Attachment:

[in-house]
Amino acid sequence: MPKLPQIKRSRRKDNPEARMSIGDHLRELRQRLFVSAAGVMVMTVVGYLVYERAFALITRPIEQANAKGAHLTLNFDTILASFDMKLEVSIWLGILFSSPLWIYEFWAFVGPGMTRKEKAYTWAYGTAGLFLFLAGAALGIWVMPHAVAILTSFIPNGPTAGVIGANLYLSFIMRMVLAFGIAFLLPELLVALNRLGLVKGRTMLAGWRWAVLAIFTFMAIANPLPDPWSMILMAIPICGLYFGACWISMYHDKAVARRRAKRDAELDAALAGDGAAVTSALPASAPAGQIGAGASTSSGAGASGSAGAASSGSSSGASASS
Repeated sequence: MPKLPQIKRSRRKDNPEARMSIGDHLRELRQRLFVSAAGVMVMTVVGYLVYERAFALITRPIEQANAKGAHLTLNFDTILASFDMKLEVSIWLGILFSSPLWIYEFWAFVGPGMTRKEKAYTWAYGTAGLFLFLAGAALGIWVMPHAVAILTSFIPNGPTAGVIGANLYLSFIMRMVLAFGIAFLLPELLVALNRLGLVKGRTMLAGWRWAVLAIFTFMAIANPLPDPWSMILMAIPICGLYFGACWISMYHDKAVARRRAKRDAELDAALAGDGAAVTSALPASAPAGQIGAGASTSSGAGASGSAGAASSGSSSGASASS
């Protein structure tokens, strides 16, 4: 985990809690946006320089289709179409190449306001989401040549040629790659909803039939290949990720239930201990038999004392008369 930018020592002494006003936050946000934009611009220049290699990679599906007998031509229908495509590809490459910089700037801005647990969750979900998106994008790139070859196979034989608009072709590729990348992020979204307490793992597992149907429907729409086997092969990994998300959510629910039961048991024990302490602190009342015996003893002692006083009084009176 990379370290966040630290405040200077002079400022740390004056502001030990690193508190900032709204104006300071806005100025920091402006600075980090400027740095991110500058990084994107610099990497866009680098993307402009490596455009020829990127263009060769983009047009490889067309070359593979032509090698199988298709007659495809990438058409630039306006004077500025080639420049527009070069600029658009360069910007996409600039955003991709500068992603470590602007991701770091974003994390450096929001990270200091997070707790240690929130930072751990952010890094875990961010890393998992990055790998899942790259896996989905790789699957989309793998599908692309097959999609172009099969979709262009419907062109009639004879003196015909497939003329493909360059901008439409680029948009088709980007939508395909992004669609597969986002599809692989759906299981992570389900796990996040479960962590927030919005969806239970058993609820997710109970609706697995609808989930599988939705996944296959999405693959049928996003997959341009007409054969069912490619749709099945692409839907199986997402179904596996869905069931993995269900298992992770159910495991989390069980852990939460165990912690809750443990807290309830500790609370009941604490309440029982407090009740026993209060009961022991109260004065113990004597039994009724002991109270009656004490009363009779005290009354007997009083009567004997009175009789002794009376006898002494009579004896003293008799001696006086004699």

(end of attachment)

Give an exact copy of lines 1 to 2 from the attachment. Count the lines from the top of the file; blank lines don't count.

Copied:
[in-house]
Amino acid sequence: MPKLPQIKRSRRKDNPEARMSIGDHLRELRQRLFVSAAGVMVMTVVGYLVYERAFALITRPIEQANAKGAHLTLNFDTILASFDMKLEVSIWLGILFSSPLWIYEFWAFVGPGMTRKEKAYTWAYGTAGLFLFLAGAALGIWVMPHAVAILTSFIPNGPTAGVIGANLYLSFIMRMVLAFGIAFLLPELLVALNRLGLVKGRTMLAGWRWAVLAIFTFMAIANPLPDPWSMILMAIPICGLYFGACWISMYHDKAVARRRAKRDAELDAALAGDGAAVTSALPASAPAGQIGAGASTSSGAGASGSAGAASSGSSSGASASS